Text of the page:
Everyone’s gone through it. That moment when something truly horrible happens to you. When it feels like your world will never be the same. When you look around and marvel that there is still air in your lungs, that you can still see the sun, that people can still laugh. That the world has not simply stopped is unbelievable to you.
And yet, you feel time tick along. Days later, you feel like you can move again but every step is like walking along the bottom of the ocean. Weeks later and you can still feel the weight of it, pressing down on your chest, squeezing into your eyes, eating parts of your mind. Months later, you wake up and it isn’t there. For a moment, it’s as though that horrible moment never occurred. And then it comes flooding back. It did happen. How could you forget? How could you move on?
Time passes and eventually you heal. Not fully. Not all the way back to who you were. But, at least into something that can get through the day, limping along, a broken version of you. And maybe, just maybe, you can laugh again. Maybe some kind person shares some touching words with you. Maybe a light hearted moment of joy slips in. Those things can help you feel a little less pain, but only a little. There are no kind words, or magic phrases, or secret books that can make this kind of pain go away. If you’ve been through this, I’m sorry. It’s a hard road to travel and there are no shortcuts. There are no absolute measures of suffering and everyone’s pain is their own.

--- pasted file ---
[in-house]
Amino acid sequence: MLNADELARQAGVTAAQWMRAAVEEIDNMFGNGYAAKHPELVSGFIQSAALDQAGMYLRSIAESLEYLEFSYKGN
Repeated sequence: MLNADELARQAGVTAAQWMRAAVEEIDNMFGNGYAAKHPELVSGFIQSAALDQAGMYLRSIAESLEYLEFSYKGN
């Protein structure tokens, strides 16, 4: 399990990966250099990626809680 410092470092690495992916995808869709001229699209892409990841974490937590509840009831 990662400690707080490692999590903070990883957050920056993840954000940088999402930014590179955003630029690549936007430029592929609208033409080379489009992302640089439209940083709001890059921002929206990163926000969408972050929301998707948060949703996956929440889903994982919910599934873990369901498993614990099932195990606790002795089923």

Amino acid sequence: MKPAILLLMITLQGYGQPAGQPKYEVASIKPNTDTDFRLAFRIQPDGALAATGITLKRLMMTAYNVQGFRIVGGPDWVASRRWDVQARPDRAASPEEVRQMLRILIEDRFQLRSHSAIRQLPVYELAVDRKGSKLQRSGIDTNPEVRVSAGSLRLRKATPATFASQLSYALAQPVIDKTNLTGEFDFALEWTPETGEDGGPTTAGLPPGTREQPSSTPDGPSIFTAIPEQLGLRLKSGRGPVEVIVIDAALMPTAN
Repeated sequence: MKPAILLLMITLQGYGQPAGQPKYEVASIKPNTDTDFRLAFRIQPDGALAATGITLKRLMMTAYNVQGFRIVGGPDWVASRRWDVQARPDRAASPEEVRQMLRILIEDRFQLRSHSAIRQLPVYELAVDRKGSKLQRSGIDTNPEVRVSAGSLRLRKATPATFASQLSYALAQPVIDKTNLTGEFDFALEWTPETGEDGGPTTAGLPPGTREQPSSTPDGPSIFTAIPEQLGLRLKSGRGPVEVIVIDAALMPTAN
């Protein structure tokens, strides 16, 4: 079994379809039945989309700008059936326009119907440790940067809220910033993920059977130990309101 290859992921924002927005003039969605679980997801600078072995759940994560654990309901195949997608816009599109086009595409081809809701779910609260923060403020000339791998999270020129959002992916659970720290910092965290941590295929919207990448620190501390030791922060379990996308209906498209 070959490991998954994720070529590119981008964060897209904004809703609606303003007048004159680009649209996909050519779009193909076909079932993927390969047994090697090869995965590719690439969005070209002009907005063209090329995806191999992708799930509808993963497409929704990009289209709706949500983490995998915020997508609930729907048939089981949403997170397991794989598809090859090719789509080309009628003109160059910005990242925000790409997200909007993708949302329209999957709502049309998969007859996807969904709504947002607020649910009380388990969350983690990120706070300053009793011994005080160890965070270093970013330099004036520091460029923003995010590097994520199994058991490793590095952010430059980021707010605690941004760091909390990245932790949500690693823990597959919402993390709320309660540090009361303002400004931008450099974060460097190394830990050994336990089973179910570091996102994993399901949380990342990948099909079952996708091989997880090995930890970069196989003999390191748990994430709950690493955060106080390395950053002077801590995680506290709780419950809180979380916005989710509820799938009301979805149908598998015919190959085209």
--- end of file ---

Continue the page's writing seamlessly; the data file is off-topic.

When you are suffering, there is only the suffering and the time it takes to survive it. The suffering becomes your new reality. A reality with rules and structures that define you, and help you get through to the other side.
You can lean on existential ideas, whether religious or secular, and be supported by the idea is that there is meaning to this reality, to this suffering. There is some goal that can be reached through this suffering and your relationship to it. It might be a deeper connection with your faith, or a deeper connection with your family. It might be a deeper understanding of your place in the universe.
You could lean on nihilism, as an aspect of Buddhism. If nothing matters, because nothing has meaning, then neither joy nor suffering has meaning. If all suffering comes from desire, if all things are impermanent, then life and death are no different than dawn and dusk.
There is another option. And that way is the absurd.
It is absurd that a mind, capable of contemplating infinity, is made of grey pudding trapped in a bone shell. It is absurd that there are countless things to see and experience, yet we can be bored of them if we do them enough. It is absurd that some have more than they need and others die before they are named. It is absurd that your complex self is eradicated every night when you sleep. It is absurd that the only constant in love is that it will end. It is absurd that we cannot see ourselves the way others see us, yet their perceptions of us can dictate aspects of our lives.
And the blessing of seeing the absurd is that you can’t be angry or sad or hurt about it. You might be able to muster a chuckle, or maybe even a full on guffaw. It’s almost impossible to let sorrow drown you if instead of crushing you, the world amuses you.
Work through your pain, live with your wounds, but don’t let suffering take over.
Because the existence of suffering itself is completely absurd.